normal1.lists at gmail.com
Thu Jan 27 10:11:38 PST 2005
You want true security, DONT USE IT! *hides behind the fridge*
On Tue, 25 Jan 2005 16:58:06 -0500, Chuck Swiger <cswiger at mac.com> wrote:
> Hanspeter Roth wrote:
> > On Jan 25 at 14:48, Chuck Swiger spoke:
> >> You need to have an external source of information which specifies a
> >> checksum or MD5 hash to confirm that the file has not been tampered with.
> > That to say I should download CHECKSUM.MD5 from one of the public
> > FTP-servers by hand and do the MD5 checks myself, right?
> Yes indeed, or use the files in a context like the ports tree, which does this
> sort of checking for you.
> >> If you trust the Torrent tracker file, then BitTorrent has this part
> >> built-in. Otherwise, you would use something like the distinfo files in
> >> /usr/ports to help confirm the validity of files.
> > BitTorrent doesn't get some public checksums from some public
> > servers transparently, does it?
> Each file distributed by BitTorrent has a tracker and a seed .torrent which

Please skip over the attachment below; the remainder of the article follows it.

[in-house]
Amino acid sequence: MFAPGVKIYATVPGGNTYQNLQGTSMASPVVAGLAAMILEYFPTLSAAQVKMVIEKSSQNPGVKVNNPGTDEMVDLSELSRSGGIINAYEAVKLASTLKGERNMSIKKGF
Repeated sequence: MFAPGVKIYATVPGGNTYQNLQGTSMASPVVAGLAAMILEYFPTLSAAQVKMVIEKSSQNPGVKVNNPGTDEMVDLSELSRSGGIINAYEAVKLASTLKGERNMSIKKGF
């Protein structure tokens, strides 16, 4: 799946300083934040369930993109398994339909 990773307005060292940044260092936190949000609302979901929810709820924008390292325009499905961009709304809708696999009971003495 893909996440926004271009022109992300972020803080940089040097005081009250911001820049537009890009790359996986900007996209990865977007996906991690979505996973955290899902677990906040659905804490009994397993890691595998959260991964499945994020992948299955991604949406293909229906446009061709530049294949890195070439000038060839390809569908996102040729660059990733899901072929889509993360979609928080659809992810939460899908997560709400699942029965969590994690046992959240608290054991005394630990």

> describes the checksums of the file (and it's parts), and manages the list of
> hosts offering the file.
> >> On the other hand, Torrent doesn't do any worse than FTP or HTTP.
> > The FTP-servers should be more or less official and should contain
> > more or less uncompromised data.
> A lot of people thought that about ftp.gnu.org, or ftp.sendmail.org, or other
> well-known FTP sources which have been compromised.
> > Hosts that offer BitTorrent probably are less official.
> True, but you are not relying on them to confirm the downloaded data is
> correct, you are relying on the seed host and it's .torrent file.
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